In my 14 years as a professional counselor, I don’t believe I’ve ever had anyone walk into my office and tell me, “my biggest problem is that I’ve allowed unforgiveness to take root and I’ve become bitter towards God and others”.  However, I believe that unforgiveness plays a big role in marital conflicts, divorce, church splits, and conflicts at work.  Unforgiveness may also be a contributing factor in cases of depression and anxiety.
I also appreciate the way the books addresses the fact that people may become “offended” when God when he doesn’t act as they hoped he would. 

Words of caution: I highly recommend this book, but I’d like to mention a few things. While the book does an excellent job presenting the importance of forgiveness, I believe it may over-simplify the process of forgiveness, especially for those who have been victims of violent crimes and other “life-altering” types of offenses.  Those seeking more of a “step-by-step” process for forgiveness may prefer to read some of Ev Worthington’s writings on forgiveness. There were a few places where I have some doctrinal disagreements with the author.  Doctrinal issues aside, I still believe that it is a powerful work on the topic of forgiveness.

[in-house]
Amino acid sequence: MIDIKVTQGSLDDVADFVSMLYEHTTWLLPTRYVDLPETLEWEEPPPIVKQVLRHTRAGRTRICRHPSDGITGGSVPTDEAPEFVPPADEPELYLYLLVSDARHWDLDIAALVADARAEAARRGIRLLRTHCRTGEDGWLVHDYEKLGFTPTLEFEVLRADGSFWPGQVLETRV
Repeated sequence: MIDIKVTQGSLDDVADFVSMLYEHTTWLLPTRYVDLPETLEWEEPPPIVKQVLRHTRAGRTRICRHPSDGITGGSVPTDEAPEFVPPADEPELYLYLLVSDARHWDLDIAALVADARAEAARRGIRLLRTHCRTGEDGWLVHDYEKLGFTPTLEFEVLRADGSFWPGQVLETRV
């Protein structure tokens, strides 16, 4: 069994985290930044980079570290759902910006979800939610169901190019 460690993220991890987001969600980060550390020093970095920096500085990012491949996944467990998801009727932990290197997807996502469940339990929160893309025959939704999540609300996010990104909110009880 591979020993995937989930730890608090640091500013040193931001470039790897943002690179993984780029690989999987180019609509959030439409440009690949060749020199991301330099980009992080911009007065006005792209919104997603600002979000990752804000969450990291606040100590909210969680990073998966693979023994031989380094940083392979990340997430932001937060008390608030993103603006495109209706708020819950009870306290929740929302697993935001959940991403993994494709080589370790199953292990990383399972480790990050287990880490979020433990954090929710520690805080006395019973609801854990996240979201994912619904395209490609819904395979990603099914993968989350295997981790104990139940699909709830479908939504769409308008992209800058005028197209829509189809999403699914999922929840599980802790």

Favorite quotes:
  • Our degree of maturity will determine how well we will handle an offense.
  • Our response to an offense determines our future.
  • When we retain an offense in our hearts, we filter everything through it.
  • When we filter everything through past hurts, rejections, and experiences, we find it impossible to believe God. 
  • Acquiring an offense keeps you from seeing your character flaws because blame is deferred to another.
  • It is righteous for God to avenge His servants. It is unrighteous for God's servants to avenge themselves.
  • A person who cannot forgive has forgotten the great debt for which they were forgiven.
  • It is not difficult to obey when you know the character and love of the one to whom you are submitting. Love is the bottom line in our relationship with the Lord. If that love is not firmly in place, we are susceptible to offense and stumbling.